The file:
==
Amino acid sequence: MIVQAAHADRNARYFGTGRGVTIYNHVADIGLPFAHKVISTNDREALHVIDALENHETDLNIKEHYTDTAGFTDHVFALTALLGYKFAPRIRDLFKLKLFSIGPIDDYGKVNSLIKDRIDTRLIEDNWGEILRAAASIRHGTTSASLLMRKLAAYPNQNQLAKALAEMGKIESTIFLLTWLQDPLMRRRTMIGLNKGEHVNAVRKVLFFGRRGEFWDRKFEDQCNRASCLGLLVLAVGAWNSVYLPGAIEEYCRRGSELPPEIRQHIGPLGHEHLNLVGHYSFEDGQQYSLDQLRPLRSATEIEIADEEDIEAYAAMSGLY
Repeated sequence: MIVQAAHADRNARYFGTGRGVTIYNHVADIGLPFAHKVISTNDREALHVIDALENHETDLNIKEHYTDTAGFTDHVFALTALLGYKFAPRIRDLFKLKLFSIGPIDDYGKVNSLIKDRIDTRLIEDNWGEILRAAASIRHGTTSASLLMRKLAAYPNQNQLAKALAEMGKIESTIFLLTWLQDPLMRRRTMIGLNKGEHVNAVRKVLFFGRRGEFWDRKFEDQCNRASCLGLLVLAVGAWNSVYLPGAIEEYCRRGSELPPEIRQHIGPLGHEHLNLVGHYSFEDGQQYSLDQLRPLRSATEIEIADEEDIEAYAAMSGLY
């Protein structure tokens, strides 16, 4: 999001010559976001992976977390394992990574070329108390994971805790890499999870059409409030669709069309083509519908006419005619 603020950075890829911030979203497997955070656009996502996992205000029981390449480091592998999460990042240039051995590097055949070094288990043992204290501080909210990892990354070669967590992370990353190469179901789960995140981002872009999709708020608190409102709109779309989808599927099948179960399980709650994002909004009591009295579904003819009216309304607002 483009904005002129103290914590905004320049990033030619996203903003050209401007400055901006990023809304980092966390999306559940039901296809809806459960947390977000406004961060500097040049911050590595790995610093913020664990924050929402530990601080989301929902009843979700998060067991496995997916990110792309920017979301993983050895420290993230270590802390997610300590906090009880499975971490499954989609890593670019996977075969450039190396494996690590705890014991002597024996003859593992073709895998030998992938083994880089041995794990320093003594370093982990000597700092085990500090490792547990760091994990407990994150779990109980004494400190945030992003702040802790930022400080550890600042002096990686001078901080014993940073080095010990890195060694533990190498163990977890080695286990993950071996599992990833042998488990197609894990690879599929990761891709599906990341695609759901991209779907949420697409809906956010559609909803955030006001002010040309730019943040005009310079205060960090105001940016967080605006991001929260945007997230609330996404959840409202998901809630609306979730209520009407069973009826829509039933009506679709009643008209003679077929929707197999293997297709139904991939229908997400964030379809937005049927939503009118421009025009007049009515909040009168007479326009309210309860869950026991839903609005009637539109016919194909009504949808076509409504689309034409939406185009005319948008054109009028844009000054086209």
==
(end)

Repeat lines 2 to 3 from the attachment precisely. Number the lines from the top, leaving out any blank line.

Repeated sequence: MIVQAAHADRNARYFGTGRGVTIYNHVADIGLPFAHKVISTNDREALHVIDALENHETDLNIKEHYTDTAGFTDHVFALTALLGYKFAPRIRDLFKLKLFSIGPIDDYGKVNSLIKDRIDTRLIEDNWGEILRAAASIRHGTTSASLLMRKLAAYPNQNQLAKALAEMGKIESTIFLLTWLQDPLMRRRTMIGLNKGEHVNAVRKVLFFGRRGEFWDRKFEDQCNRASCLGLLVLAVGAWNSVYLPGAIEEYCRRGSELPPEIRQHIGPLGHEHLNLVGHYSFEDGQQYSLDQLRPLRSATEIEIADEEDIEAYAAMSGLY
């Protein structure tokens, strides 16, 4: 999001010559976001992976977390394992990574070329108390994971805790890499999870059409409030669709069309083509519908006419005619 603020950075890829911030979203497997955070656009996502996992205000029981390449480091592998999460990042240039051995590097055949070094288990043992204290501080909210990892990354070669967590992370990353190469179901789960995140981002872009999709708020608190409102709109779309989808599927099948179960399980709650994002909004009591009295579904003819009216309304607002 483009904005002129103290914590905004320049990033030619996203903003050209401007400055901006990023809304980092966390999306559940039901296809809806459960947390977000406004961060500097040049911050590595790995610093913020664990924050929402530990601080989301929902009843979700998060067991496995997916990110792309920017979301993983050895420290993230270590802390997610300590906090009880499975971490499954989609890593670019996977075969450039190396494996690590705890014991002597024996003859593992073709895998030998992938083994880089041995794990320093003594370093982990000597700092085990500090490792547990760091994990407990994150779990109980004494400190945030992003702040802790930022400080550890600042002096990686001078901080014993940073080095010990890195060694533990190498163990977890080695286990993950071996599992990833042998488990197609894990690879599929990761891709599906990341695609759901991209779907949420697409809906956010559609909803955030006001002010040309730019943040005009310079205060960090105001940016967080605006991001929260945007997230609330996404959840409202998901809630609306979730209520009407069973009826829509039933009506679709009643008209003679077929929707197999293997297709139904991939229908997400964030379809937005049927939503009118421009025009007049009515909040009168007479326009309210309860869950026991839903609005009637539109016919194909009504949808076509409504689309034409939406185009005319948008054109009028844009000054086209």